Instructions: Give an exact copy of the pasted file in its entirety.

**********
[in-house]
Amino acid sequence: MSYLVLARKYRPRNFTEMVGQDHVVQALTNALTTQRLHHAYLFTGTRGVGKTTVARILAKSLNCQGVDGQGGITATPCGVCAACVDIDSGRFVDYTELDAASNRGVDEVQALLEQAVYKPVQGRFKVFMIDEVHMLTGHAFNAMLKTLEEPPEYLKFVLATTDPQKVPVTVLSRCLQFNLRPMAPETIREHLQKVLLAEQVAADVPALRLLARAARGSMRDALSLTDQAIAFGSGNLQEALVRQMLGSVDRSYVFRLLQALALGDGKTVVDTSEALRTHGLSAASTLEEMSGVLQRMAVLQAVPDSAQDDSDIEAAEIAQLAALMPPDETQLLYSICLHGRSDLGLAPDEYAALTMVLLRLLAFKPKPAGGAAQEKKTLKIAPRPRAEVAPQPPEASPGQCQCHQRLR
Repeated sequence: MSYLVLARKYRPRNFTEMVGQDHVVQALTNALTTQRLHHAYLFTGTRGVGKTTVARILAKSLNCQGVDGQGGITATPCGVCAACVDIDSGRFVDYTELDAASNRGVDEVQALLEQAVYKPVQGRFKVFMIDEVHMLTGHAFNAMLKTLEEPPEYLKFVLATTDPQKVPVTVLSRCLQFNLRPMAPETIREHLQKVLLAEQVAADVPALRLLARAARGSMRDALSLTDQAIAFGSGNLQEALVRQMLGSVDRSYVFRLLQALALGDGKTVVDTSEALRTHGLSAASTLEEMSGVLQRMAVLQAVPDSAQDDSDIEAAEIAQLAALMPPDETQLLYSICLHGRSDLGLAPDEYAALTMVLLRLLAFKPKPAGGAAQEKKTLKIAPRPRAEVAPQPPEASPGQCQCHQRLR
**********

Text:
[in-house]
Amino acid sequence: MSYLVLARKYRPRNFTEMVGQDHVVQALTNALTTQRLHHAYLFTGTRGVGKTTVARILAKSLNCQGVDGQGGITATPCGVCAACVDIDSGRFVDYTELDAASNRGVDEVQALLEQAVYKPVQGRFKVFMIDEVHMLTGHAFNAMLKTLEEPPEYLKFVLATTDPQKVPVTVLSRCLQFNLRPMAPETIREHLQKVLLAEQVAADVPALRLLARAARGSMRDALSLTDQAIAFGSGNLQEALVRQMLGSVDRSYVFRLLQALALGDGKTVVDTSEALRTHGLSAASTLEEMSGVLQRMAVLQAVPDSAQDDSDIEAAEIAQLAALMPPDETQLLYSICLHGRSDLGLAPDEYAALTMVLLRLLAFKPKPAGGAAQEKKTLKIAPRPRAEVAPQPPEASPGQCQCHQRLR
Repeated sequence: MSYLVLARKYRPRNFTEMVGQDHVVQALTNALTTQRLHHAYLFTGTRGVGKTTVARILAKSLNCQGVDGQGGITATPCGVCAACVDIDSGRFVDYTELDAASNRGVDEVQALLEQAVYKPVQGRFKVFMIDEVHMLTGHAFNAMLKTLEEPPEYLKFVLATTDPQKVPVTVLSRCLQFNLRPMAPETIREHLQKVLLAEQVAADVPALRLLARAARGSMRDALSLTDQAIAFGSGNLQEALVRQMLGSVDRSYVFRLLQALALGDGKTVVDTSEALRTHGLSAASTLEEMSGVLQRMAVLQAVPDSAQDDSDIEAAEIAQLAALMPPDETQLLYSICLHGRSDLGLAPDEYAALTMVLLRLLAFKPKPAGGAAQEKKTLKIAPRPRAEVAPQPPEASPGQCQCHQRLR